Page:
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Broadband - Who Needs It?

Broadband, who needs it? Well I guess we all do but sensible pricing has been a long time coming. The e-Envoy Andrew Pinder, believes that the conditions are now in place for us to overtake Germany, Europe’s broadband leader very swiftly indeed; a possible 3-1 to come in eighteen months if you prefer a football analogy?

Pinder had been encouraged by the take up of Broadband services in the opening months of the year. Britain has around 400,000 broadband customers, signed up to the cable networks of NTL and Telewest and to the DSL service offered by BT. In contrast, Germany has 2,2 million DSL subscribers half of the user in Europe, so a return match against the beastly Hun is well overdue.

A year ago, I wrote in The Observer, that it if you lived inside the embrace of the M25, it was very easy to imagine that we all shared the same connectivity potential, through the availability of satellite, cable and DSL on a local basis. But travel outside the major cities and the story can be a very different one.

Almost half the population has yet to join the Internet revolution and Government through a number of different, well-funded initiatives is working to solve the different technical and commercial challenges of bringing the Internet to the population in much the same way as the marvel of the telephone spread through the country and changed peoples lives nearly a century ago.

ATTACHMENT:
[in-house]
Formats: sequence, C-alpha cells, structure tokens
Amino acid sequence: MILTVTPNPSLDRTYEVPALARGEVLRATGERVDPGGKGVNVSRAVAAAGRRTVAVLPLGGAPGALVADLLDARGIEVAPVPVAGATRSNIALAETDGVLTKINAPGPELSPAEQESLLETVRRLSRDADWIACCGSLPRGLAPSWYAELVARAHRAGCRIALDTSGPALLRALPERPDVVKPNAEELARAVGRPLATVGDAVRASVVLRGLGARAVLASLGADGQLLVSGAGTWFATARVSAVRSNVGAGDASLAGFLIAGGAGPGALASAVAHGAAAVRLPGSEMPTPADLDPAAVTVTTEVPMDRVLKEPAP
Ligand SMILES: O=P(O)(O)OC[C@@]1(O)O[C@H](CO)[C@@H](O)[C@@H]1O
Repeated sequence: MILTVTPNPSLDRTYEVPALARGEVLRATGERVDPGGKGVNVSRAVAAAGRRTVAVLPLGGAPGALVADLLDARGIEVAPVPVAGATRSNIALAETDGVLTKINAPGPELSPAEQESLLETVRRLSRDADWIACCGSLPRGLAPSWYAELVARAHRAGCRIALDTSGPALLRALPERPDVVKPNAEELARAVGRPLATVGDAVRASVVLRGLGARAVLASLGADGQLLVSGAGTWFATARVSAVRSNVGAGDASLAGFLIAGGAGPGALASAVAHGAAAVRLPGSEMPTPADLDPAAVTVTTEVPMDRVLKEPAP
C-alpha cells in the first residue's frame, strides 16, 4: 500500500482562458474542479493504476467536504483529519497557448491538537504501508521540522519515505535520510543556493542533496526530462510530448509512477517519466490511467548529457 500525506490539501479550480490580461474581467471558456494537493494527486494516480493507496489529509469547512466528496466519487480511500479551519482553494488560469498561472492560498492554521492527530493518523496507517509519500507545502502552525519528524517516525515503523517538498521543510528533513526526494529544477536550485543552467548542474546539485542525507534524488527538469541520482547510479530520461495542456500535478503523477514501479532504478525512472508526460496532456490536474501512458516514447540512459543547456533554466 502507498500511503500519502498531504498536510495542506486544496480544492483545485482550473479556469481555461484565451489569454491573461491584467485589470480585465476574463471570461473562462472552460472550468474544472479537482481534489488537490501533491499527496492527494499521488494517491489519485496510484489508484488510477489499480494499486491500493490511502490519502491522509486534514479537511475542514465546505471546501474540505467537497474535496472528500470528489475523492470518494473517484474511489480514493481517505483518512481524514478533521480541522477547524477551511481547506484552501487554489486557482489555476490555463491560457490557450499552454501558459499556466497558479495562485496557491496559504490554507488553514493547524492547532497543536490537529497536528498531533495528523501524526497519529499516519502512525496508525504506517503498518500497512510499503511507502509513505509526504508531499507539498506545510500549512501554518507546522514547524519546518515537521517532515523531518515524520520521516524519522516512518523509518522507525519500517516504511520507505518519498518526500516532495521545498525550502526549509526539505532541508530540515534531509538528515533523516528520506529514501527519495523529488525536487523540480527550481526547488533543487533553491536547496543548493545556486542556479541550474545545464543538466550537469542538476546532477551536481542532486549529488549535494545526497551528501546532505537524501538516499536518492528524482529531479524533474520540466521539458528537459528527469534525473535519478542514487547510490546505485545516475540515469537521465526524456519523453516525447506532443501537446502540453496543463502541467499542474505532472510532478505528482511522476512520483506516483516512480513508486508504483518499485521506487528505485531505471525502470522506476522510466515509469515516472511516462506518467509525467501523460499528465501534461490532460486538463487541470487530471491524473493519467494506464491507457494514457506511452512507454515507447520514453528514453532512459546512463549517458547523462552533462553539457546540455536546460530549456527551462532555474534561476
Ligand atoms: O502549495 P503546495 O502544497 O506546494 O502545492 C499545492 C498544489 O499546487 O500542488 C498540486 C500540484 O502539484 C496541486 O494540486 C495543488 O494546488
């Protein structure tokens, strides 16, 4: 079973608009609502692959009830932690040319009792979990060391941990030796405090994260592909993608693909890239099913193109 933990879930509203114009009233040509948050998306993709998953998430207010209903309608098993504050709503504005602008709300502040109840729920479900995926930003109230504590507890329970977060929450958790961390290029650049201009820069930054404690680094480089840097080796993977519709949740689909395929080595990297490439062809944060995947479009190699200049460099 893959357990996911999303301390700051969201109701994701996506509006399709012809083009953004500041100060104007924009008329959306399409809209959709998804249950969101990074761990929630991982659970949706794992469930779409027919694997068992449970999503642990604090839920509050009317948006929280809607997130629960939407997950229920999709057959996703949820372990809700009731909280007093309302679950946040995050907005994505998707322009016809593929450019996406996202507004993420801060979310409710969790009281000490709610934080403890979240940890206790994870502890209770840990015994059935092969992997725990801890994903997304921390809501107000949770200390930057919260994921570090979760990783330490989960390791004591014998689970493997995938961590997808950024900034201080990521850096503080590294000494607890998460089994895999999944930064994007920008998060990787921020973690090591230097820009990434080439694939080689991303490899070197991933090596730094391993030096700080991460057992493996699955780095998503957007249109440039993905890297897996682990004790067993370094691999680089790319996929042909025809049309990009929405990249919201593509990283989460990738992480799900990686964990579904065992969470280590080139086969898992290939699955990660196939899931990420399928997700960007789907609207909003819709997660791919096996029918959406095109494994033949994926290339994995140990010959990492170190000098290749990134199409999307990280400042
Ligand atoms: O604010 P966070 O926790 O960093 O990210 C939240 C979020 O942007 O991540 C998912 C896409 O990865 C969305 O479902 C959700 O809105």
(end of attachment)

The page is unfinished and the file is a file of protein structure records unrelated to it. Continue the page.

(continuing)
One tricky problem, yet to be properly solved, involves making broadband available in rural areas further North than the leafier parts of Surrey. As the cash-strapped operators, such as BT, don’t see why they should pick up the bill for a service that would struggle to be even vaguely commercially viable, Government has been forced to set aside £30 million to subsidise the expansion of the service to less well-populated areas. This week, the eMinister, Douglas Alexander revealed a number of projects that, with the help of the £30 million, would introduce broadband services to parts of the country, which include Yorkshire, Humberside and parts of the Midlands. This is of course a start, a line in the sand if you like but in real terms, even in a country as small and overcrowded as our own, I’m wondering if £30 million is more of an encouraging political gesture than a practical solution to the problem of broadband Britain.

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